What are molds?

With more than 100,000 species in the world, it is no wonder molds can be found everywhere. Neither animal nor plant, molds are microscopic organisms that produce enzymes to digest organic matter and spores to reproduce. These organisms are part of the fungi kingdom, a realm shared with mushrooms, yeast, and mildews. In nature, mold plays a key role in the decomposition of leaves, wood, and other plant debris. Without mold, we would find ourselves wading neck-deep in dead plant matter. And we wouldn’t have great foods and medicines, such as cheese and penicillin. However, problems arise when mold starts digesting organic materials we don’t want them to, like our homes.

How do molds grow in my home?

Once mold spores settle in your home, they need moisture to begin growing and digesting whatever they are growing on. There are molds that can grow on wood, ceiling tiles, wallpaper, paints, carpet, sheet rock, and insulation. When excess moisture or water builds up in your home from say, a leaky roof, high humidity, or flooding, conditions are often ideal for molds. Longstanding moisture or high humidity conditions and mold growth go together. Realistically, there is no way to rid all mold and mold spores from your home; the way to control mold growth is to control moisture.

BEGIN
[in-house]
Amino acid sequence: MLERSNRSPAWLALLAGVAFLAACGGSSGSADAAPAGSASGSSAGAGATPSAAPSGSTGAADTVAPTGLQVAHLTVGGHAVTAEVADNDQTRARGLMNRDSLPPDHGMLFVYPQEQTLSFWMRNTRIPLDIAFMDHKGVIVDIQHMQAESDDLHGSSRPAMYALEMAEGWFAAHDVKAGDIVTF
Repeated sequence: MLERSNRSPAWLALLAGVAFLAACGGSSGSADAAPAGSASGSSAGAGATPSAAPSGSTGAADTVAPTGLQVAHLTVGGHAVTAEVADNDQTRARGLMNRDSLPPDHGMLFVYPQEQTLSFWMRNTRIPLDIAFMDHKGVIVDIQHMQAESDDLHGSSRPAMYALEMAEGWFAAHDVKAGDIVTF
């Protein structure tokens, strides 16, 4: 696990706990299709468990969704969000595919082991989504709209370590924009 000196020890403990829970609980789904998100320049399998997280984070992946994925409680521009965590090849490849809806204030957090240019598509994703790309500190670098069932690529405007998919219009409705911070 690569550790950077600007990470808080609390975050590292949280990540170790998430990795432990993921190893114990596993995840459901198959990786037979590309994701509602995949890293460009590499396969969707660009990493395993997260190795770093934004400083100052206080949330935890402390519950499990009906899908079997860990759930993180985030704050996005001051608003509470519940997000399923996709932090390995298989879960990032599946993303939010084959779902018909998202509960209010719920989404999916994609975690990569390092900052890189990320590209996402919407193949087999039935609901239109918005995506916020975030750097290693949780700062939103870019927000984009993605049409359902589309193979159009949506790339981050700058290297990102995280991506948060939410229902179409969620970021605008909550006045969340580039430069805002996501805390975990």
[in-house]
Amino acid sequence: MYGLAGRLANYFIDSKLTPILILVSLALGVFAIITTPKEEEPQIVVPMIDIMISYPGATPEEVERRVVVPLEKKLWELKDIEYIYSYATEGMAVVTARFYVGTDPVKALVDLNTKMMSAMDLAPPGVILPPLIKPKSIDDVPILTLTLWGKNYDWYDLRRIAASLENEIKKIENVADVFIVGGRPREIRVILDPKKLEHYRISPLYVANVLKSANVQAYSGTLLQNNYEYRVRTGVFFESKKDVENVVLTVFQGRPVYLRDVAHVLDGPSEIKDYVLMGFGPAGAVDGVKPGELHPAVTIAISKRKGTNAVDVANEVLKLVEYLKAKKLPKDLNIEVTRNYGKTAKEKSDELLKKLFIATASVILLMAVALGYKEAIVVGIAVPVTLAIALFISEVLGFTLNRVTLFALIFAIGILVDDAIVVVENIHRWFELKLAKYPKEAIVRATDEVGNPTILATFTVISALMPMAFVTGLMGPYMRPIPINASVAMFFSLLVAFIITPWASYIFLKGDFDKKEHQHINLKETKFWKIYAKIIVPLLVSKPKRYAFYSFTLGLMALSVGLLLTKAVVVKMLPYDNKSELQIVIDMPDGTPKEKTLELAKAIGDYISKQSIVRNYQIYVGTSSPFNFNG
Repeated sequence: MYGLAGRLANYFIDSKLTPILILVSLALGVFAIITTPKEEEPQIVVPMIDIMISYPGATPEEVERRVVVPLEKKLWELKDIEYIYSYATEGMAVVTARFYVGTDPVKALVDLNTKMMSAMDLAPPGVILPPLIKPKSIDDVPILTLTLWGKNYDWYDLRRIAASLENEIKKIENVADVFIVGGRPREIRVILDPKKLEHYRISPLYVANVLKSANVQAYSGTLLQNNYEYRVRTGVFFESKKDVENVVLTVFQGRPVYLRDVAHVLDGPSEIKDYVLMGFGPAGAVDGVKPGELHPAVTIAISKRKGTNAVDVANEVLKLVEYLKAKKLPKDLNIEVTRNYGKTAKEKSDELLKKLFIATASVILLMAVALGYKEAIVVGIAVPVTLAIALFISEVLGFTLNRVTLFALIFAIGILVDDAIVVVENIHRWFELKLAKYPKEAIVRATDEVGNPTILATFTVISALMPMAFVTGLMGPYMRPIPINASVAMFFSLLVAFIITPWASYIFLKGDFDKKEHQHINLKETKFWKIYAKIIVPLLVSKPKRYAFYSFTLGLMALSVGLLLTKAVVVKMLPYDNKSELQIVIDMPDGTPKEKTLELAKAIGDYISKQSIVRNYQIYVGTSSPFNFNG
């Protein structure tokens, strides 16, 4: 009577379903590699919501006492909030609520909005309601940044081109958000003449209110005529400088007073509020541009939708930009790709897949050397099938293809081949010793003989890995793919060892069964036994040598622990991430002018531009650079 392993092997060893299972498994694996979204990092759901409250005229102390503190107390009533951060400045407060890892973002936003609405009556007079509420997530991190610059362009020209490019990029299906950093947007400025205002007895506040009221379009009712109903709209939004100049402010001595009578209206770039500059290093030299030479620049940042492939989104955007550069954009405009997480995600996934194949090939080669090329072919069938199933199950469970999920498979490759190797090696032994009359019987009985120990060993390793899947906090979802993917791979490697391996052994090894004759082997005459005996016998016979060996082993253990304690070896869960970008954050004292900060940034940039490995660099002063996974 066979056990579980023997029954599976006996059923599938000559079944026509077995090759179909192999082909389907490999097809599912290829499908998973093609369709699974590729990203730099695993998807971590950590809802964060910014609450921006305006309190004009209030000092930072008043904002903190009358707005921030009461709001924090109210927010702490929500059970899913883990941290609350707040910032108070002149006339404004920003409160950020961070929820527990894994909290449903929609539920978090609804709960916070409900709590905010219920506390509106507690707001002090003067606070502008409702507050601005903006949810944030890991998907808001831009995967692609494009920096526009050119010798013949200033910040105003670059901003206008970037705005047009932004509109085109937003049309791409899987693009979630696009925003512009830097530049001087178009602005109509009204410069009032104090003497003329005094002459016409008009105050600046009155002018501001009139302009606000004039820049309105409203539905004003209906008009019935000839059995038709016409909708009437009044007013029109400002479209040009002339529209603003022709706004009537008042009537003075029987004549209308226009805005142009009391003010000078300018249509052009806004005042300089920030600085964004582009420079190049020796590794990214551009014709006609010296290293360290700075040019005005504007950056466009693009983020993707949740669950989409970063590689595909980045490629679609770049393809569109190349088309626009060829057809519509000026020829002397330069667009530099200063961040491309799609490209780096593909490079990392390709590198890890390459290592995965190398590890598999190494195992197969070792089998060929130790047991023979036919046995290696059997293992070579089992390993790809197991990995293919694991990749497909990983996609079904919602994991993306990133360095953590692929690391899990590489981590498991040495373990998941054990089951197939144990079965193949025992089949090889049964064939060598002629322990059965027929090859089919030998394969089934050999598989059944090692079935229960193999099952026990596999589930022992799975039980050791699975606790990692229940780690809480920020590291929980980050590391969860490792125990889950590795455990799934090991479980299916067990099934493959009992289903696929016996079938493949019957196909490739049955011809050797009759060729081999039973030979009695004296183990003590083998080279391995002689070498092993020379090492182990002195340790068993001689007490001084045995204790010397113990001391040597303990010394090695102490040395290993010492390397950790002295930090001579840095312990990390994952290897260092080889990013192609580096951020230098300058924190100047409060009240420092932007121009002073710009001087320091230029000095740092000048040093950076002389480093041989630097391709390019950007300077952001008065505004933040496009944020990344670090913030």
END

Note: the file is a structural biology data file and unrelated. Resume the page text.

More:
How can I be exposed to mold?

When molds are disturbed, their spores may be released into the air. You then can be exposed to the spores through the air you breathe. Also, if you directly handle moldy materials, you can be exposed to mold and mold spores through contact with your skin. Eating moldy foods or hand-to-mouth contact after handling moldy materials is yet another way you may be exposed.

How can molds affect my health?

Generally, the majority of common molds are not a concern to someone who is healthy. However if you have allergies or asthma, you may be sensitive to molds. You may experience skin rash, running nose, eye irritation, cough, congestion, and aggravation of asthma. Also if you have an immune suppression or underlying lung disease, you may be at increased risk for infections from molds.

When necessary, some resourceful molds produce toxins in defense against other molds and bacteria called mycotoxins. Depending on exposure level, these mycotoxins may cause toxic effects in people, also. Fatigue, nausea, headaches, and respiratory and eye irritation are some symptoms that may be experienced from exposure to mycotoxins. If you or your family members have health problems that you suspect are caused by exposure to mold, you should consult with your physician.